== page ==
Georgetown Lombardi Director, Deputy Director Assume NIH Advisory Posts
Posted in GUMC Stories
The director and deputy director of Georgetown Lombardi Comprehensive Cancer Center, part of Georgetown University Medical Center, have each been named to high-level scientific advisory posts within the National Institutes of Health (NIH).
Director Louis M. Weiner, MD, has been named chair of the Board of Scientific Counselors (BSC) for Clinical Sciences and Epidemiology for the National Cancer Institute, a branch of the NIH. The board oversees the activities of the NCI’s intramural branch in Bethesda, Rockville and Frederick, Md., and advises the NCI director on budget and personnel allocations. Weiner’s five-year term on the board began in September 2012, and he was asked to serve as chair beginning Aug. 1, 2013.
“I am honored to assume this leadership role within the BSC among such an esteemed group of my peers,” Weiner says. “The portfolio of high-caliber cancer research carried out with the NCI is vital to the nation’s cancer effort, and I view this as an opportunity to contribute to this important work.”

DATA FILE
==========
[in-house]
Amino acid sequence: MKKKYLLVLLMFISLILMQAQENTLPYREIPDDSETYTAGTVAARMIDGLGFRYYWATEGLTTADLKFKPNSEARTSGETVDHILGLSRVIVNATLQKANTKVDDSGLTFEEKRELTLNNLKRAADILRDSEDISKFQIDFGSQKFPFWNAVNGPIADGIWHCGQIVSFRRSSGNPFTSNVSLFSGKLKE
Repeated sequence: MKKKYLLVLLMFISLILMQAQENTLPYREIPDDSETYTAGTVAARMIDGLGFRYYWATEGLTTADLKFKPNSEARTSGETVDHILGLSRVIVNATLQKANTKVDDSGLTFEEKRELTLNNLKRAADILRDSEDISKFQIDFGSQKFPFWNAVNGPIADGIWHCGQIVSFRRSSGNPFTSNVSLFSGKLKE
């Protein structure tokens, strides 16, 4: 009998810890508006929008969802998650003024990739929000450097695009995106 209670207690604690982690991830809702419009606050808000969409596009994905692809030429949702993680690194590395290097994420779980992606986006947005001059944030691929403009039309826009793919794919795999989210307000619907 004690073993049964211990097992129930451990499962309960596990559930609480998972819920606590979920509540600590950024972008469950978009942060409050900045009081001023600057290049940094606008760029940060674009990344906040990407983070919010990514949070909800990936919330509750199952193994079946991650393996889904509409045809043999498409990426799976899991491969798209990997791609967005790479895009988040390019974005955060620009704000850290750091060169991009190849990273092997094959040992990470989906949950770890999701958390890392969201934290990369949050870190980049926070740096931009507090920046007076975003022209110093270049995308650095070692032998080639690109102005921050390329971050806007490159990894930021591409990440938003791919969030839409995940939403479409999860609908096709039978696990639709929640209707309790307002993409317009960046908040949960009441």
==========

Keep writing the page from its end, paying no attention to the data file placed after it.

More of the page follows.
In addition, Michael B. Atkins, MD, deputy director of Georgetown Lombardi, has accepted a slot on the NIH’s Recombinant DNA Advisory Committee, which advises the NIH director on all human research involving gene therapy in the country, as well as on new developments in recombinant DNA technology. Atkins’ four-year term began Aug. 1, 2013.
Recombinant DNA refers to genetic material formed by bringing together DNA from different sources to create a new structure – or recombining DNA in new ways.
The committee assesses issues surrounding human gene transfer trials, the ability of DNA recombinants to survive in nature and the potential for genetic material to transfer to other organisms. The group also considers the weighty ethical, legal and societal implications of these issues.
“I hope my participation on this committee can contribute to a better understanding of areas where its use can help us raise the bar in biomedical research, especially in cancer, while never losing sight of our obligation to move this research forward in a sensible, responsible way,” Atkins says.
By Lauren Wolkoff, GUMC Communications